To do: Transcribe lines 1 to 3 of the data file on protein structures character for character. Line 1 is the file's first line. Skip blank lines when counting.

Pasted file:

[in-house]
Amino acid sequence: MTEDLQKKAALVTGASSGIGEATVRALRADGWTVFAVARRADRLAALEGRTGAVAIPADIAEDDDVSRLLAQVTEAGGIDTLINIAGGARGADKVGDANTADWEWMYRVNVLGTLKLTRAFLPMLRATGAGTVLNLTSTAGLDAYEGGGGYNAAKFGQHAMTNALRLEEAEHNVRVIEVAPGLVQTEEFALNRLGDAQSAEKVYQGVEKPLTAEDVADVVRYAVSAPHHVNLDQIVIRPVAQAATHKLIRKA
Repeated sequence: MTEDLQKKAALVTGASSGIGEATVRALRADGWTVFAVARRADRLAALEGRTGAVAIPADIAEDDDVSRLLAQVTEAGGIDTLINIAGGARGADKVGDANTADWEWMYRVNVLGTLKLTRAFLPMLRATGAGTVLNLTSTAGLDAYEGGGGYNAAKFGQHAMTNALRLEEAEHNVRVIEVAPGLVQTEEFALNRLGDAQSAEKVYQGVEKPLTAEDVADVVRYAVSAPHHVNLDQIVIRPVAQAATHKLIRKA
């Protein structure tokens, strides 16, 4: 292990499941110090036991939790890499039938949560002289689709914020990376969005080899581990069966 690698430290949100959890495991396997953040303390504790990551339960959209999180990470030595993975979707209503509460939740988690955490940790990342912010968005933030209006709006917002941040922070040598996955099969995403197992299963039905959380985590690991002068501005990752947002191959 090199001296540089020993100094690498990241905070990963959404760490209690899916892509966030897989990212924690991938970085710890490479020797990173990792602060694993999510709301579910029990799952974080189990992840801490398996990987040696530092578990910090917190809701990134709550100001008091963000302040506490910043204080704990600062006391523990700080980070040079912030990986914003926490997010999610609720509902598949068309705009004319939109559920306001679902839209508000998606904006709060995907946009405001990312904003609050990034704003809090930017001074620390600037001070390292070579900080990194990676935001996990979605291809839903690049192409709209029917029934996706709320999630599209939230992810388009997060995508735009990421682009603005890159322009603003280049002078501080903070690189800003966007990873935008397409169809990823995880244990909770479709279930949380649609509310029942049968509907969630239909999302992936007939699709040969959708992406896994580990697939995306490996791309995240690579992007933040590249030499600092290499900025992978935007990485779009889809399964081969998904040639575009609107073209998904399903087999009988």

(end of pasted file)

[in-house]
Amino acid sequence: MTEDLQKKAALVTGASSGIGEATVRALRADGWTVFAVARRADRLAALEGRTGAVAIPADIAEDDDVSRLLAQVTEAGGIDTLINIAGGARGADKVGDANTADWEWMYRVNVLGTLKLTRAFLPMLRATGAGTVLNLTSTAGLDAYEGGGGYNAAKFGQHAMTNALRLEEAEHNVRVIEVAPGLVQTEEFALNRLGDAQSAEKVYQGVEKPLTAEDVADVVRYAVSAPHHVNLDQIVIRPVAQAATHKLIRKA
Repeated sequence: MTEDLQKKAALVTGASSGIGEATVRALRADGWTVFAVARRADRLAALEGRTGAVAIPADIAEDDDVSRLLAQVTEAGGIDTLINIAGGARGADKVGDANTADWEWMYRVNVLGTLKLTRAFLPMLRATGAGTVLNLTSTAGLDAYEGGGGYNAAKFGQHAMTNALRLEEAEHNVRVIEVAPGLVQTEEFALNRLGDAQSAEKVYQGVEKPLTAEDVADVVRYAVSAPHHVNLDQIVIRPVAQAATHKLIRKA